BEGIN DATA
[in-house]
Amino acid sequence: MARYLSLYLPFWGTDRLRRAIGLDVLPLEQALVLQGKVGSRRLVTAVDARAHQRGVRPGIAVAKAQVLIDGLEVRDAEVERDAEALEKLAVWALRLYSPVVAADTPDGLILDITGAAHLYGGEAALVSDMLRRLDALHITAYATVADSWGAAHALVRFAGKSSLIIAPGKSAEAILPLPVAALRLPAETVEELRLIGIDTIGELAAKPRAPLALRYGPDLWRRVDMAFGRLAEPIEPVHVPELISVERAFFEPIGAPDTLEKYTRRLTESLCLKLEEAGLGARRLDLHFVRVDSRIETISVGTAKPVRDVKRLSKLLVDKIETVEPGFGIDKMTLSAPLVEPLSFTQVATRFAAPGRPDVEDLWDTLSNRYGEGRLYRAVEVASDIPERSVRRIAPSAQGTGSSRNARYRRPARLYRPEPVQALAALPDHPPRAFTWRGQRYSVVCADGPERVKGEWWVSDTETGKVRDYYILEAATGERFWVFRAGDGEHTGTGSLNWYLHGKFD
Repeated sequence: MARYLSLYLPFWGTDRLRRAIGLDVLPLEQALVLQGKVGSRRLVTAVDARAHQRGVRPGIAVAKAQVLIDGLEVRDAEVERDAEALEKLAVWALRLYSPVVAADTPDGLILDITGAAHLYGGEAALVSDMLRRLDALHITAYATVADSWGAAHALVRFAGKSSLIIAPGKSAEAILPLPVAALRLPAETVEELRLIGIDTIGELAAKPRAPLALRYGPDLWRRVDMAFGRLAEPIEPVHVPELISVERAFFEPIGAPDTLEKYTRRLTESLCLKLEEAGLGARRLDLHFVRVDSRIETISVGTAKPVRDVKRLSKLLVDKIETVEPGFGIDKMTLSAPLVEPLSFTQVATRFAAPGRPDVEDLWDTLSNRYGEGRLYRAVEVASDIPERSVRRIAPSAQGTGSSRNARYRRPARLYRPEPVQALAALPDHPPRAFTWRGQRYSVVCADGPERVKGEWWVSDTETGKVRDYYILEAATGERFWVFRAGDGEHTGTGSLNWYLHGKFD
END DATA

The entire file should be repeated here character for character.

[in-house]
Amino acid sequence: MARYLSLYLPFWGTDRLRRAIGLDVLPLEQALVLQGKVGSRRLVTAVDARAHQRGVRPGIAVAKAQVLIDGLEVRDAEVERDAEALEKLAVWALRLYSPVVAADTPDGLILDITGAAHLYGGEAALVSDMLRRLDALHITAYATVADSWGAAHALVRFAGKSSLIIAPGKSAEAILPLPVAALRLPAETVEELRLIGIDTIGELAAKPRAPLALRYGPDLWRRVDMAFGRLAEPIEPVHVPELISVERAFFEPIGAPDTLEKYTRRLTESLCLKLEEAGLGARRLDLHFVRVDSRIETISVGTAKPVRDVKRLSKLLVDKIETVEPGFGIDKMTLSAPLVEPLSFTQVATRFAAPGRPDVEDLWDTLSNRYGEGRLYRAVEVASDIPERSVRRIAPSAQGTGSSRNARYRRPARLYRPEPVQALAALPDHPPRAFTWRGQRYSVVCADGPERVKGEWWVSDTETGKVRDYYILEAATGERFWVFRAGDGEHTGTGSLNWYLHGKFD
Repeated sequence: MARYLSLYLPFWGTDRLRRAIGLDVLPLEQALVLQGKVGSRRLVTAVDARAHQRGVRPGIAVAKAQVLIDGLEVRDAEVERDAEALEKLAVWALRLYSPVVAADTPDGLILDITGAAHLYGGEAALVSDMLRRLDALHITAYATVADSWGAAHALVRFAGKSSLIIAPGKSAEAILPLPVAALRLPAETVEELRLIGIDTIGELAAKPRAPLALRYGPDLWRRVDMAFGRLAEPIEPVHVPELISVERAFFEPIGAPDTLEKYTRRLTESLCLKLEEAGLGARRLDLHFVRVDSRIETISVGTAKPVRDVKRLSKLLVDKIETVEPGFGIDKMTLSAPLVEPLSFTQVATRFAAPGRPDVEDLWDTLSNRYGEGRLYRAVEVASDIPERSVRRIAPSAQGTGSSRNARYRRPARLYRPEPVQALAALPDHPPRAFTWRGQRYSVVCADGPERVKGEWWVSDTETGKVRDYYILEAATGERFWVFRAGDGEHTGTGSLNWYLHGKFD